There was a time I was quick to shy away from admitting when I fucked up.

On occasion, I would readily point out the mistakes of others and all the errors of their ways. Yet when it came to myself, I would slowly and quietly tiptoe away from the carnage that my actions caused. Or I’d aggressively move into the adage, ‘the best defence is a good offence’.

What I failed to recognise at the time was that eventually, it would be my actions, not just my words that would expose me.


When I came into recovery in 2004, I found a solution in the rooms of the Twelve Steps that led me to find a way to live life on life’s terms. After being heavily involved for a few years and having so many positive experiences and meeting so many amazing people, I slowly came to see I had a form of tunnel vision. Although my friends and I often spoke of ‘open-mindedness’ rarely, if ever, was consideration given to other recovery healing modalities.

In relatively short order, I adopted the attitude that if you weren’t doing recovery my way, then you weren’t doing it right! 

As often happens when people view real recovery as abstinence-only, I saw friends start to relapse. Instead of reaching out to them in their time of pain, I began to shun them. Unconditional love went out the window if they weren’t practicing recovery in a manner in which I as Master of All that Is Good in the World (rolls eyes) determined to be the best for them. 

That didn’t sit particularly well with my conscious. Instead of looking at it and taking responsibility, I took the easy route and stayed engaged with a group of people who supported my way of looking at recovery. I was more comfortable in an echo chamber, and any type of change seemed way too threatening.

So I hung my hat on the number of years that I had. It provided grandiosity and entitlement. After all, I and a few in the circle I ran with had x amount of clean time don’t you know!


After spending a number of years with an ‘old-timer’ sponsor, I often heard her making judgments about other women that troubled me deeply. The anxiety of ignoring my intuition was becoming too much. The conflict I felt inside left me feeling frustrated and questioning the validity of my recovery. Was I headed for relapse? Did I need more meetings? Should I buckle down and do another set of steps?

My circle of support had grown smaller. I had no idea that some of those friends had seen a change in me that prompted them to distance themselves from the person they had once known.


Have you ever had an experience where you see something and you can’t unsee it? Me too!

I came to a place where I had no other choice but to face myself. That moment of humility was an intense and painful time.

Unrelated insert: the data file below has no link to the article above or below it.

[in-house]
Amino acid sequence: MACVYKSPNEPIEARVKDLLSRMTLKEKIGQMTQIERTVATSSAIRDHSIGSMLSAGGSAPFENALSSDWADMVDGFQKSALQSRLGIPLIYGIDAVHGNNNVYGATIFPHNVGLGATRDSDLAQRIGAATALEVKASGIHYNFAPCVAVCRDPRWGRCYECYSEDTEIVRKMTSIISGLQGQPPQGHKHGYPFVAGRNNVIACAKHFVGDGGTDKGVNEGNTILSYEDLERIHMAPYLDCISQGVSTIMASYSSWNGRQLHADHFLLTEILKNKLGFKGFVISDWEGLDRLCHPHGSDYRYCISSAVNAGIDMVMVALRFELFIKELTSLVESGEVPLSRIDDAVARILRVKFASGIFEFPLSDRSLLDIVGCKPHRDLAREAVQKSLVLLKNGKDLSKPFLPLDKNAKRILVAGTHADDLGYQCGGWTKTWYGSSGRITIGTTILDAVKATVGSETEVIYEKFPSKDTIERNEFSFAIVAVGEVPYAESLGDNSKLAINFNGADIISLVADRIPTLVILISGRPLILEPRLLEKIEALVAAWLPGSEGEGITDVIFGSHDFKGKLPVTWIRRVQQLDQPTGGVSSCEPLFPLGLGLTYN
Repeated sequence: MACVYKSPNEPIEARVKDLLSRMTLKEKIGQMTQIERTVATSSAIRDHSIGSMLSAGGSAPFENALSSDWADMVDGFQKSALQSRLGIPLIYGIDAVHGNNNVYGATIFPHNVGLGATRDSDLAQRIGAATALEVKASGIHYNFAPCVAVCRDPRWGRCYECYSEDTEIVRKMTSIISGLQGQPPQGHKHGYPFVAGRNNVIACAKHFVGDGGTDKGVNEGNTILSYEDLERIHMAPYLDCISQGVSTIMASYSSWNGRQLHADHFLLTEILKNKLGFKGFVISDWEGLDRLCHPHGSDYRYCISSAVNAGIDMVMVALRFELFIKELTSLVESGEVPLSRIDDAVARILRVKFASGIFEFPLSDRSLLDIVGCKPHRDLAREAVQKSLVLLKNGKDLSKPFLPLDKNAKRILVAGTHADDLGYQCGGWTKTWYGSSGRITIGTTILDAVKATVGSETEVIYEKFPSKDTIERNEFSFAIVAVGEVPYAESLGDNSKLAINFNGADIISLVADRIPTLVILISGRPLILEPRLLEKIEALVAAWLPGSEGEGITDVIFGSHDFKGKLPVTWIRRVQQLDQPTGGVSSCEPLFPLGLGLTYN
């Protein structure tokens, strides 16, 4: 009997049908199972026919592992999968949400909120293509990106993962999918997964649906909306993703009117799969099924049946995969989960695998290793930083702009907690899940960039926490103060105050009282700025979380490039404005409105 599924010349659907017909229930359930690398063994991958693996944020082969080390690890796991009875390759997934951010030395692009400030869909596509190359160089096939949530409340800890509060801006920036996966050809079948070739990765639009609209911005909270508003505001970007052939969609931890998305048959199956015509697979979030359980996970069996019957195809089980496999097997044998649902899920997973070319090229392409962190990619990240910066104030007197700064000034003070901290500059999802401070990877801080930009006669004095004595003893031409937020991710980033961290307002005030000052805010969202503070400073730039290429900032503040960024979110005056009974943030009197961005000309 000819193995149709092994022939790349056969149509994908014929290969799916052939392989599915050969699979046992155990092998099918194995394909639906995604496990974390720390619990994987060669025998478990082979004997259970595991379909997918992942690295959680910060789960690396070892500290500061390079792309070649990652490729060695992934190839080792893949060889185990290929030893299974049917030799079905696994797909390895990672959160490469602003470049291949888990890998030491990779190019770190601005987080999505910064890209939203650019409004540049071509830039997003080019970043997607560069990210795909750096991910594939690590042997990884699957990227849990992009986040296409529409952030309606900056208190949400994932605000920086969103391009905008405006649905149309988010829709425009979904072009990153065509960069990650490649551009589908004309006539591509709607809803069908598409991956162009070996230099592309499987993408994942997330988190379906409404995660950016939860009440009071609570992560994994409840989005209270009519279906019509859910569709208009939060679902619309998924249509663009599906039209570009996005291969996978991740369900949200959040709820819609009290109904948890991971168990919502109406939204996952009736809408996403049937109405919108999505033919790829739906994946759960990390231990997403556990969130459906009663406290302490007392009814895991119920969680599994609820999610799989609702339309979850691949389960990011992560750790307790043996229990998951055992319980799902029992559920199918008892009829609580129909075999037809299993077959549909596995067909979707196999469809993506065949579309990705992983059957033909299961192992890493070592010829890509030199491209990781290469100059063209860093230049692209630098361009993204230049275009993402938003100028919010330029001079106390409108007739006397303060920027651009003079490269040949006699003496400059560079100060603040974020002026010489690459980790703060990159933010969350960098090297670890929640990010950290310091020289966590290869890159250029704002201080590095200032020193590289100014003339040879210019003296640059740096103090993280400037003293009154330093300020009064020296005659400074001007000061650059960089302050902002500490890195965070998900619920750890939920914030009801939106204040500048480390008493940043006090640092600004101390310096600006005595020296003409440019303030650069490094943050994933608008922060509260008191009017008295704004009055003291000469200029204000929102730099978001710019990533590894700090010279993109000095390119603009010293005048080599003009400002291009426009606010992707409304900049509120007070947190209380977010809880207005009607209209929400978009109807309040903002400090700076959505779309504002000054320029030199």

I had always thought of myself as warm and welcoming. But the truth was my actions towards many were the complete opposite. It was a painful fact to face.

It took a while to untangle myself from the person I had become.

Little did I know, the burden would continue to grow lighter as I remained committed to doing the work I needed to do.


I set out to make amends to the people I had hurt with my actions. It sounded something like, ‘Look, I fucked up. I’ll understand if you don’t want anything to do with me, but please know I see the pain my behaviour caused and I will do everything in my power to work on myself so that I don’t knowingly do that to anyone again’.

In some instances, I was welcomed back into the lives of those I harmed. My willingness to own my mistakes was the resurrection of the bridge to those friendships. As for some others, well they were simply unwilling to take a chance on me again. I accepted that. I understood clearly that this was an exercise in clearing up my side of the street and any expectations on my part would have negated the lesson.


As I continue to grow and evolve, I take great care to check in with myself and my integrity. I pay attention to my discomfort. I ask my friends and family for feedback. And sooner rather than later, even when it’s uncomfortable, if I’ve fucked up, I own it.

As far as Twelve Steps go, well that’s a whole other blog!

Suffice it to say, today I will support WHATEVER you’re doing to move closer to the life you know you deserve.


One of the biggest lessons that came from this time of undoing for me was learning that a piece of who I am is reflected in the people who are closest to me. My husband, my children, and the people I surround myself with are my mirrors. They show me in real time who I am and where I’m at.  If I don’t like what I see in them, it’s up to me to look in the mirror and go from there.

All of this to say, we’re human. We make mistakes and there’s no shame in saying so. I’ve done and said things in my life so far that have caused myself and others much anguish, but I don’t fixate on that. I cannot change what happened, but I can change my behavior going forward. Not to prove anything to anyone, but to be able to live with myself and the values that truly mean something to me.

My life, my lessons.